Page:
Why is the price of oil so low now? In fact, why are all commodity prices so low?
Articles: economic growth (104)
To orientate to the world properly we need to have a proper feel for the huge amount of what we don’t know...
“Inequality is becoming unbearable,” former Inter-American Development Bank president Enrique Yglesias pronounced. Our economic chasms have reached “obscene proportions.”
I envision fulfilling, challenging, joyful lives within environmental constraints, but I can’t imagine that happening without societal signals to reinforce consistent behavior.
The value of science is undermined when we adopt questionable assumptions and fine-tune our analysis to conform to dominant political and economic sensibilities.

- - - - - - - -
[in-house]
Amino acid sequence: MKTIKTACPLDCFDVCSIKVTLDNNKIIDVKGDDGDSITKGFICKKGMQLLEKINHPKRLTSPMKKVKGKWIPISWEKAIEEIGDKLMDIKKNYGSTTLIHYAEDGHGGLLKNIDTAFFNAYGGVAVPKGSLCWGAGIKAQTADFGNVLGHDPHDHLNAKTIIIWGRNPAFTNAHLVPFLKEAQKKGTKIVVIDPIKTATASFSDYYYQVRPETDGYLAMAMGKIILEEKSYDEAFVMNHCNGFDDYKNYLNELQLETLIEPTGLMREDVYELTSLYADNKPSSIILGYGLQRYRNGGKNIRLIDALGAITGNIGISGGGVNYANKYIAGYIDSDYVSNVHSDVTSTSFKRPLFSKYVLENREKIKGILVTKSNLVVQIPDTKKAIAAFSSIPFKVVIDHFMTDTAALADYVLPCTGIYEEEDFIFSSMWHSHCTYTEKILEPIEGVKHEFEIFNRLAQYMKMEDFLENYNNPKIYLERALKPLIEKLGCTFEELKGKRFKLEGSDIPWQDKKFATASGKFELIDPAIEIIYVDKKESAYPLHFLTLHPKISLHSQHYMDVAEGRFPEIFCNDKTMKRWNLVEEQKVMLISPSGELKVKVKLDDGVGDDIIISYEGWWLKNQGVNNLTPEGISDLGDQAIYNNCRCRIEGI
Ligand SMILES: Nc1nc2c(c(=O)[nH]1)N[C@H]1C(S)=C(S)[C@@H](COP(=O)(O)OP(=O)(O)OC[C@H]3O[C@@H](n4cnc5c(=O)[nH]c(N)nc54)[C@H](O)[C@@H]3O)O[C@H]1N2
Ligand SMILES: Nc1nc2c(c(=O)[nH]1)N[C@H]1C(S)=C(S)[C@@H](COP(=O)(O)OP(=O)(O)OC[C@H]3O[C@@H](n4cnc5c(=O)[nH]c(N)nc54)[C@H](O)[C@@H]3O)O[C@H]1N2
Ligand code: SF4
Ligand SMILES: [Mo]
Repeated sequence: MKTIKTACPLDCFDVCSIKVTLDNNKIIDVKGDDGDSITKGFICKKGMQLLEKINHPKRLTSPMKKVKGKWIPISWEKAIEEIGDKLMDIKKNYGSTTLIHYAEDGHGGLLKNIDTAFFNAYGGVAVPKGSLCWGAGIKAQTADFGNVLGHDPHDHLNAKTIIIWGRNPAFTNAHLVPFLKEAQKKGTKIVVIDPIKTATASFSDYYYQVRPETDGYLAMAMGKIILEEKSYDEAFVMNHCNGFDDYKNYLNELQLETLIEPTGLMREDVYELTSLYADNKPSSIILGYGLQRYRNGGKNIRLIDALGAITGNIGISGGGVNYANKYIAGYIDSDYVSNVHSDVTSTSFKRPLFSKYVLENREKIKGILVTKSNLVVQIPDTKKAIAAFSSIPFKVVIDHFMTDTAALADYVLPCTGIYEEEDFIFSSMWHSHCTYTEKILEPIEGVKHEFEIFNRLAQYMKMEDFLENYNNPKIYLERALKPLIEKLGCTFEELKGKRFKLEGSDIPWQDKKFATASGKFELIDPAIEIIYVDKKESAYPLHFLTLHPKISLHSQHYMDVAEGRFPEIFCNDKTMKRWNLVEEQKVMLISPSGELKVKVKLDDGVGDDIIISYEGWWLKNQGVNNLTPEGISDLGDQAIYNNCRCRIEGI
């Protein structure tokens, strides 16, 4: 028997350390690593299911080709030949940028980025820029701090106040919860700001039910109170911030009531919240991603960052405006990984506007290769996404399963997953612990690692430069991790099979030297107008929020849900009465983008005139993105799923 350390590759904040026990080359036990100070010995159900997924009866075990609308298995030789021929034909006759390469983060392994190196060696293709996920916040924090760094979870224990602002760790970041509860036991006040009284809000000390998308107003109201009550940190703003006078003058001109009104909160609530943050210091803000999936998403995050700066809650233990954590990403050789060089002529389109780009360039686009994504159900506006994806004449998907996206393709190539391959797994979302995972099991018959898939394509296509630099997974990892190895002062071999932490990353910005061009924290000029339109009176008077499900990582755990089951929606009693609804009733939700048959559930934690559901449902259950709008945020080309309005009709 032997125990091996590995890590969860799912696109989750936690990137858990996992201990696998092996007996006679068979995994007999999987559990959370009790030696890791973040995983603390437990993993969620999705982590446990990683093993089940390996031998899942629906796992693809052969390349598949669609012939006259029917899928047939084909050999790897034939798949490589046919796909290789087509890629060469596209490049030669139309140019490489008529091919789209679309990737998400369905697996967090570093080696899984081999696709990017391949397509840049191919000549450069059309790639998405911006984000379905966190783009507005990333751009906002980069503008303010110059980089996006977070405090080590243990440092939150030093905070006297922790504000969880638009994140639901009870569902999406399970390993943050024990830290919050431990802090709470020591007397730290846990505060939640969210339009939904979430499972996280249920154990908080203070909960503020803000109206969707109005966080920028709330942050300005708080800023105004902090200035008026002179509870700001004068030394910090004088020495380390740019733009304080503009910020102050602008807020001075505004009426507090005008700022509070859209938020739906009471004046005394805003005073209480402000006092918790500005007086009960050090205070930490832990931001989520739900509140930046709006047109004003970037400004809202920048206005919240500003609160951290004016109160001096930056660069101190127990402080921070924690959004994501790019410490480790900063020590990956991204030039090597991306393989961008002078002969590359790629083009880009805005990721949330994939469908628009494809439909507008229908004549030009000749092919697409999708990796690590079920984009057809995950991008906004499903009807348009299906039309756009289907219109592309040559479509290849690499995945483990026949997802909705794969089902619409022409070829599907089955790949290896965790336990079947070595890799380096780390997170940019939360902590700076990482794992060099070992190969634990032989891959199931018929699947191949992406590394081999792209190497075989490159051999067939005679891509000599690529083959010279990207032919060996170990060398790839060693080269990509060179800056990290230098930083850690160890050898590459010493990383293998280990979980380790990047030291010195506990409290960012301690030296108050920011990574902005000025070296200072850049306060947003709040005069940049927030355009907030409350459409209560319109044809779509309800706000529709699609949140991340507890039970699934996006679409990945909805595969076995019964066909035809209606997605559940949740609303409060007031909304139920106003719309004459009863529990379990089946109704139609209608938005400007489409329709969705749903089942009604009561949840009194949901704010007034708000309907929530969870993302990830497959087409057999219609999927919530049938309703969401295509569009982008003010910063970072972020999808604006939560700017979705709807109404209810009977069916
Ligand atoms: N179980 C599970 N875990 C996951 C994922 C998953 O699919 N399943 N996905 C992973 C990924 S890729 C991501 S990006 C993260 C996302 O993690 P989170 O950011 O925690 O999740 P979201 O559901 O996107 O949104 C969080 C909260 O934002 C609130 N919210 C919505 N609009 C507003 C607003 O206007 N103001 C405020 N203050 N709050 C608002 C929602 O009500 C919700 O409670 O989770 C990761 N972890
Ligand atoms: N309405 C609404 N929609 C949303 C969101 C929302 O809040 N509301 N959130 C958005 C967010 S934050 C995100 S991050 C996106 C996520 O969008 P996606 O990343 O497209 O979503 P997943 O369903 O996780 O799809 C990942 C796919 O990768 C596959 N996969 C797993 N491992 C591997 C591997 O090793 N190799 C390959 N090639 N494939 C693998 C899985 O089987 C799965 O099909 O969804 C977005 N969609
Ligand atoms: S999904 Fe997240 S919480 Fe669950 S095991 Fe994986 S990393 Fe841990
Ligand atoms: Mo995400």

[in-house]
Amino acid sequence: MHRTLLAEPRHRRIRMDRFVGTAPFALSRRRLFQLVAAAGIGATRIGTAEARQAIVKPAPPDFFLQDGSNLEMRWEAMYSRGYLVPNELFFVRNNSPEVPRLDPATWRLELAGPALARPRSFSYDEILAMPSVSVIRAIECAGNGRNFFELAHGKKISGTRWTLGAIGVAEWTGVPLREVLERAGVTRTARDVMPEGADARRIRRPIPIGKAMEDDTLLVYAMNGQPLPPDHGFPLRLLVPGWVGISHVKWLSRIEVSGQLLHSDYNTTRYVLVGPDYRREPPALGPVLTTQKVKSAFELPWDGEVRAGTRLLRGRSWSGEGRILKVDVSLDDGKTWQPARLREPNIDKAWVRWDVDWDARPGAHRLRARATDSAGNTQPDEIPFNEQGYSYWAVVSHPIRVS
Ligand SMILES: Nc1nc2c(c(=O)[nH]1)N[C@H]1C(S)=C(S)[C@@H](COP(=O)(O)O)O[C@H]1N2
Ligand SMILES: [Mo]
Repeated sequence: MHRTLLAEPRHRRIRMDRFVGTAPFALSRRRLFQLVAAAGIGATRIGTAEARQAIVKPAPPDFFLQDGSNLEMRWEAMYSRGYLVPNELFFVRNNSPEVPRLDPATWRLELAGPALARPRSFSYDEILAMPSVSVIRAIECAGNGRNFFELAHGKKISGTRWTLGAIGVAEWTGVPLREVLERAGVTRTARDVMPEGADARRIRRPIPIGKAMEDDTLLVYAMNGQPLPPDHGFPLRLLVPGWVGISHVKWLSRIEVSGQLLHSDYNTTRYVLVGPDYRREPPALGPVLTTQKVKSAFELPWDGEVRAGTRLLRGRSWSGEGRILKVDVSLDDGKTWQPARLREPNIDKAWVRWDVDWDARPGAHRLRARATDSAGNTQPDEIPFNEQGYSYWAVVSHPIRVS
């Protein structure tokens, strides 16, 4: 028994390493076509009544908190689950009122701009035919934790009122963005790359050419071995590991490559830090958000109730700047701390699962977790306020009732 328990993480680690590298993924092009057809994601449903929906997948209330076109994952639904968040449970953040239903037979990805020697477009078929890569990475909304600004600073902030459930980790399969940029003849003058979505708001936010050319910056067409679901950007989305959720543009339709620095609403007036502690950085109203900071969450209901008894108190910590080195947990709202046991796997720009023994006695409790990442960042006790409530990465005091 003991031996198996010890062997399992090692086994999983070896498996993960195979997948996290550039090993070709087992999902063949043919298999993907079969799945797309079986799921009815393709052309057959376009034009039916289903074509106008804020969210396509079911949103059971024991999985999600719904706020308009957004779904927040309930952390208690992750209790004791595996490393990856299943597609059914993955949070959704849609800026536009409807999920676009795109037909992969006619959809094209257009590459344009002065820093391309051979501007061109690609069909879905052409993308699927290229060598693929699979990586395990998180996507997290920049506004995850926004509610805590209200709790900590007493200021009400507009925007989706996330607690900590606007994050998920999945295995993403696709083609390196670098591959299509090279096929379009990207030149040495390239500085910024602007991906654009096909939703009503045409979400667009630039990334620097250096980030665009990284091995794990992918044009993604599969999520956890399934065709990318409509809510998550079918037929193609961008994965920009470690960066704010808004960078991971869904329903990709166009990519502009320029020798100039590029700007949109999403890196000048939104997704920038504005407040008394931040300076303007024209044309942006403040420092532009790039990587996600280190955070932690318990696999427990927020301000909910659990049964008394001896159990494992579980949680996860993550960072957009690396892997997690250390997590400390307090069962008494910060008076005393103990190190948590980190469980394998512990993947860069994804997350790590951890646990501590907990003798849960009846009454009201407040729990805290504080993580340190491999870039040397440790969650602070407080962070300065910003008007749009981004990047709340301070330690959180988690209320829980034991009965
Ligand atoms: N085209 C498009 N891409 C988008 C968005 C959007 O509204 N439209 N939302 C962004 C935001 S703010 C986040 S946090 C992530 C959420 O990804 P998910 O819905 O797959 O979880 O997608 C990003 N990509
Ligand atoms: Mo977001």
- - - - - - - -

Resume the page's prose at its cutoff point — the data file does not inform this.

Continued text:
Extremely dangerous political rhetoric has proliferated over the past several decades, seducing the masses onto a path that leads to the destruction of nature and civilization.
Most people haven’t heard about the United Nations Sustainable Development Goals (SDGs).
For thousands of years we have grown — in population, in energy consumption, in land under cultivation, in bits of data, in economic output.
In this post, I show some longer-term time series relating to energy growth, GDP growth, and debt growth–going back to 1820 in some cases–that help us understand our situation better.
Our economy is like a pump that works increasingly slowly over time, as diminishing returns and other adverse influences affect its operation. Eventually, it is likely to stop.